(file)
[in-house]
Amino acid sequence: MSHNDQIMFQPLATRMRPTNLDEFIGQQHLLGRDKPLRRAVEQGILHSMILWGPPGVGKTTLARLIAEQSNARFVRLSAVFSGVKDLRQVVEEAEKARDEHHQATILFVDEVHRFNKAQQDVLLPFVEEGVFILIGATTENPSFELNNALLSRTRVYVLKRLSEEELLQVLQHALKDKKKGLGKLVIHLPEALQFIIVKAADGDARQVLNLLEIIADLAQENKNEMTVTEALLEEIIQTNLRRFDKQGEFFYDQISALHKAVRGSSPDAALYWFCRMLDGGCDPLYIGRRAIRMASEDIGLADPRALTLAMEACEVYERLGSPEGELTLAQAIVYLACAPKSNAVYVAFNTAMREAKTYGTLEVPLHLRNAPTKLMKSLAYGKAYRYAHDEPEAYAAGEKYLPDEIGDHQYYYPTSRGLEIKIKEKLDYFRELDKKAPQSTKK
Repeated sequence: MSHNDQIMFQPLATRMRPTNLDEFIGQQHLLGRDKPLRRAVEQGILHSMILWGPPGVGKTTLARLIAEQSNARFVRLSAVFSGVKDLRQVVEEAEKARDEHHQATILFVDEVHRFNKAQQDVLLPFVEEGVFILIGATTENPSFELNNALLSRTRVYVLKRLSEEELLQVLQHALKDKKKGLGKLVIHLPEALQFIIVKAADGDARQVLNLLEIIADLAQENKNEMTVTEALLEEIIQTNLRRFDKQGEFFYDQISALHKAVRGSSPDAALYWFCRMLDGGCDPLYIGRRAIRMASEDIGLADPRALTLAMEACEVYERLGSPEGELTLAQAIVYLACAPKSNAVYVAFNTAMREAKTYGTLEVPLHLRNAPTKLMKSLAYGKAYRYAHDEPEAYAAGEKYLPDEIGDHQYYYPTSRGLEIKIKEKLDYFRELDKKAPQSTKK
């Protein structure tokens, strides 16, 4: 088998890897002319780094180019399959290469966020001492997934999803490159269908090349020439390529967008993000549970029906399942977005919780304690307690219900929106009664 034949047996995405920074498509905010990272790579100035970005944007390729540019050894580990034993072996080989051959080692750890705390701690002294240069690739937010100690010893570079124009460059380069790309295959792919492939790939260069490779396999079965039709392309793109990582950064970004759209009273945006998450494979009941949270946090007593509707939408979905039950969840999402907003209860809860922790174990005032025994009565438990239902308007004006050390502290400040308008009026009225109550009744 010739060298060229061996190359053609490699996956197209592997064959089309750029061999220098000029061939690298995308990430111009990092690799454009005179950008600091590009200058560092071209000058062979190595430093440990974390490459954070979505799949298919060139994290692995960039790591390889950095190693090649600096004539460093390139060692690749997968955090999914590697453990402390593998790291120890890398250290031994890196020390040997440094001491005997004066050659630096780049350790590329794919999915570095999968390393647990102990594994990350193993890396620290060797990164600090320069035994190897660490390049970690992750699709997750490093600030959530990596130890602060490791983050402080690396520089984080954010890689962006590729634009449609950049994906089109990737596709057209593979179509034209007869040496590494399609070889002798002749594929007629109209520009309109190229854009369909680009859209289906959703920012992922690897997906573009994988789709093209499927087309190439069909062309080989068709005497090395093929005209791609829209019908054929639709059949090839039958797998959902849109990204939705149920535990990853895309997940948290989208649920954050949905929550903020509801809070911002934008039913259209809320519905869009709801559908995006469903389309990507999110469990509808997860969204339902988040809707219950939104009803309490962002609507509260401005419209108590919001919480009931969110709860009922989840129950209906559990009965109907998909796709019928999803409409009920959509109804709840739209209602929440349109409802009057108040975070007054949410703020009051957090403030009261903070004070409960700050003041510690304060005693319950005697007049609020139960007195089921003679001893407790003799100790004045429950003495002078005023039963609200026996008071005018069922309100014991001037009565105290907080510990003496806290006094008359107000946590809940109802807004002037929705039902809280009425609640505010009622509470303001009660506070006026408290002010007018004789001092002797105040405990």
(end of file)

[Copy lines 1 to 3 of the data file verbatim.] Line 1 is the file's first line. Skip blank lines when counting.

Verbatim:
[in-house]
Amino acid sequence: MSHNDQIMFQPLATRMRPTNLDEFIGQQHLLGRDKPLRRAVEQGILHSMILWGPPGVGKTTLARLIAEQSNARFVRLSAVFSGVKDLRQVVEEAEKARDEHHQATILFVDEVHRFNKAQQDVLLPFVEEGVFILIGATTENPSFELNNALLSRTRVYVLKRLSEEELLQVLQHALKDKKKGLGKLVIHLPEALQFIIVKAADGDARQVLNLLEIIADLAQENKNEMTVTEALLEEIIQTNLRRFDKQGEFFYDQISALHKAVRGSSPDAALYWFCRMLDGGCDPLYIGRRAIRMASEDIGLADPRALTLAMEACEVYERLGSPEGELTLAQAIVYLACAPKSNAVYVAFNTAMREAKTYGTLEVPLHLRNAPTKLMKSLAYGKAYRYAHDEPEAYAAGEKYLPDEIGDHQYYYPTSRGLEIKIKEKLDYFRELDKKAPQSTKK
Repeated sequence: MSHNDQIMFQPLATRMRPTNLDEFIGQQHLLGRDKPLRRAVEQGILHSMILWGPPGVGKTTLARLIAEQSNARFVRLSAVFSGVKDLRQVVEEAEKARDEHHQATILFVDEVHRFNKAQQDVLLPFVEEGVFILIGATTENPSFELNNALLSRTRVYVLKRLSEEELLQVLQHALKDKKKGLGKLVIHLPEALQFIIVKAADGDARQVLNLLEIIADLAQENKNEMTVTEALLEEIIQTNLRRFDKQGEFFYDQISALHKAVRGSSPDAALYWFCRMLDGGCDPLYIGRRAIRMASEDIGLADPRALTLAMEACEVYERLGSPEGELTLAQAIVYLACAPKSNAVYVAFNTAMREAKTYGTLEVPLHLRNAPTKLMKSLAYGKAYRYAHDEPEAYAAGEKYLPDEIGDHQYYYPTSRGLEIKIKEKLDYFRELDKKAPQSTKK